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December 20, 2007

Party Weekend Coming Up- time for tips on holiday critter safety

From American Humane:

'Tis the Season to Take Extra Precautions for Your Pet's Safety

Christmas is a wonderful time of year. But make sure it's a wonderful time for your pets, as well. The decorations, food, and festivities can add up to disaster for your companion animal.

Christmas trees

  • Anchor trees securely. Climbing cats and dogs with wagging tails can knock over your tree. 
  • Hang breakable, glass ornaments well out of reach. The small glass and metal fastenings can be stepped on or even swallowed by your pet. 
  • Keep tinsel, ribbons, and garland out of reach of pets, especially cats that are intrigued by them. These can become lodged in their intestines and cause obstruction and lead to surgery or death. 
  • Clean up pine needles frequently. They can be toxic when eaten by your pet.
  • Prevent your pet from drinking water in the tree stand if you have added preservative chemicals. These can be poisonous to pets. Also, stagnant water can contain bacteria, which may lead to vomiting and diarrhea if ingested.

Holiday house plants

Although they add a warm touch, many plants can harm your pets. Keep these potentially dangerous bloomers well out of reach.

  • Lilies can be deadly to cats, and many types can cause cats to have kidney failure. 
  • Poinsettias, although not as toxic as people often think, can upset your pet's digestive system. 
  • Mistletoe, especially the berries, is highly toxic, can cause stomach upset, and has the potential to cause fatal heart problems.
  • Holly can cause vomiting, diarrhea, nausea, and lethargy. 
  • Certain types of Ivy, such as English Ivy, can also cause severe harm.
  • Amaryllis can cause vomiting and diarrhea.
  • Hibiscus can cause diarrhea.

To keep your pet safe all year-round, click here for links to complete lists of toxic and non-toxic plants.

Lights, candles, and fragrance

  • Keep lights and extension cords safely secured or covered to deter chewing, which can lead to electric shock or even electrocution. Better yet, invest in pet-proof extension cords, or spray with products such as Bitter Apple or Chew Stop.
  • Candles can be fragrant and enticing to pets. But they can be a fire hazard if knocked over by an exuberant pet, and the fumes can be harmful to birds.
  • Liquid potpourri and sachets, popular during the holidays, can be very dangerous. Exposure can cause skin or oral damage to your pet and may cause illness or death.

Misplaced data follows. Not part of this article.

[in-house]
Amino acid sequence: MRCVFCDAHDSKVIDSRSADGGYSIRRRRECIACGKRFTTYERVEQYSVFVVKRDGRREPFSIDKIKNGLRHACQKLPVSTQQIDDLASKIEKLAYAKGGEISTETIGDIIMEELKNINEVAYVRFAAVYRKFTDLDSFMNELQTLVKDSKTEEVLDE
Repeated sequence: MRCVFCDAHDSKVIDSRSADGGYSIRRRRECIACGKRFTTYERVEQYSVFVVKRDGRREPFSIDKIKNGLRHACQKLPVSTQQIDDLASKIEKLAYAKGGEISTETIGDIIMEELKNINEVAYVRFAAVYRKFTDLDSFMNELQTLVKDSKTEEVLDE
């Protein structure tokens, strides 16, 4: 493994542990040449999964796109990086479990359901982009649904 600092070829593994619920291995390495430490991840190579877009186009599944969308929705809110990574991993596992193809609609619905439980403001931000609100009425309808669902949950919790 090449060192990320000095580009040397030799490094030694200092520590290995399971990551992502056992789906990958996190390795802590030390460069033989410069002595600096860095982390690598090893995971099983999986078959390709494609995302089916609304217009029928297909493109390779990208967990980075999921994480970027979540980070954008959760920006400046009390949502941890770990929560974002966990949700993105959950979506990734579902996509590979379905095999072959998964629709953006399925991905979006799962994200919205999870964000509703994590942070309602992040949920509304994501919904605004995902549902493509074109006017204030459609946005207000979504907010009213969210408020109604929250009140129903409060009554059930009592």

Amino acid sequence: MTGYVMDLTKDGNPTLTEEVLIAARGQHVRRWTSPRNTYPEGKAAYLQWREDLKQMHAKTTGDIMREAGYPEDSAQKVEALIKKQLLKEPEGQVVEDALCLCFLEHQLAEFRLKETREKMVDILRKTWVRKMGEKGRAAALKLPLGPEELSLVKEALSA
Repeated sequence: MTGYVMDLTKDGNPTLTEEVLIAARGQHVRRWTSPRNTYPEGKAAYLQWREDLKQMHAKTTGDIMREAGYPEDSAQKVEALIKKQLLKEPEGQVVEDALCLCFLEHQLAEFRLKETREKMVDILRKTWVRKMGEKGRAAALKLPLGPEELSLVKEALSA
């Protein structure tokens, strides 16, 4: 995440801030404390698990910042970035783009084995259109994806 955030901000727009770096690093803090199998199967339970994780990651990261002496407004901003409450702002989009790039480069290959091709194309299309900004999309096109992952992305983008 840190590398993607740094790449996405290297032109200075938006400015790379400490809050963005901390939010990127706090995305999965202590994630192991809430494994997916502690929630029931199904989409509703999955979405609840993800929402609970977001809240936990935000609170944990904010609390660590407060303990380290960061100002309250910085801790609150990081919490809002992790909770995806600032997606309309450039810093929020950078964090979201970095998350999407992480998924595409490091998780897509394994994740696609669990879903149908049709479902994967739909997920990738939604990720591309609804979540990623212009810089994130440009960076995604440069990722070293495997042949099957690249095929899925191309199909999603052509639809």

Food

  • Chocolate can affect the nervous system and cause urinary system and heart muscle damage in your pet. It also contains theobromine which can be especially harmful to dogs if ingested in large quantities. Keep unsweetened baking chocolate, especially dark chocolate out of reach. 
  • Coffee is also dangerous to animals. Watch out for grounds and whole beans.
    Nicotine is a stimulant that can increase the heart rate leading to collapse, and in the worst case, even death. 
  • Onions are toxic. They inhibit an animal's ability to coagulate blood. Foods containing high amounts of onion powder should also be avoided. 
  • Fatty foods can cause digestive upset, as can bread dough, nuts, and other "people" foods. Traditional holiday foods such as turkey, ham, and other fatty foods can cause pancreatitis in some animals. Stomach upset, vomiting, and diarrhea can occur if pets consume these items. Limit table scraps, and let your guests know as well. 
  • Alcoholic beverages should be kept away from animals year-round. 
  • Bones can be damaging to intestinal tracts. Poultry bones can be especially dangerous or even fatal to animals. 
  • Grapes and raisins can lead to loss of appetite, vomiting, diarrhea, abdominal pain, and acute renal failure in dogs resulting in death. 
  • Watch the string that ties up the turkey or roast, as well as the little red "pop-up" thermometers. Dogs and cats often eat these tasty things, causing intestinal blockage.

For a complete list of foods that are potentially dangerous to your pet, click here.

If you suspect your pet has gotten into a potentially poisonous substance, call your veterinarian immediately! Have the telephone number to your local emergency animal hospital readily available, as well as the number for the national animal poison control center.

Make the holidays special for your pet

Provide your pet some extra love and attention to let them know they’re not forgotten.

  • Take your dog for an extra walk -- it’ll help both you and your pet relieve some of that holiday stress. 
  • Keep a supply of pet treats handy and reach for one before you’re tempted to toss your pet that little bite of “people” food.
  • Let your pet get into the gift-giving spirit by making a donation (e.g., food, litter, toys) to your local shelter in his name.

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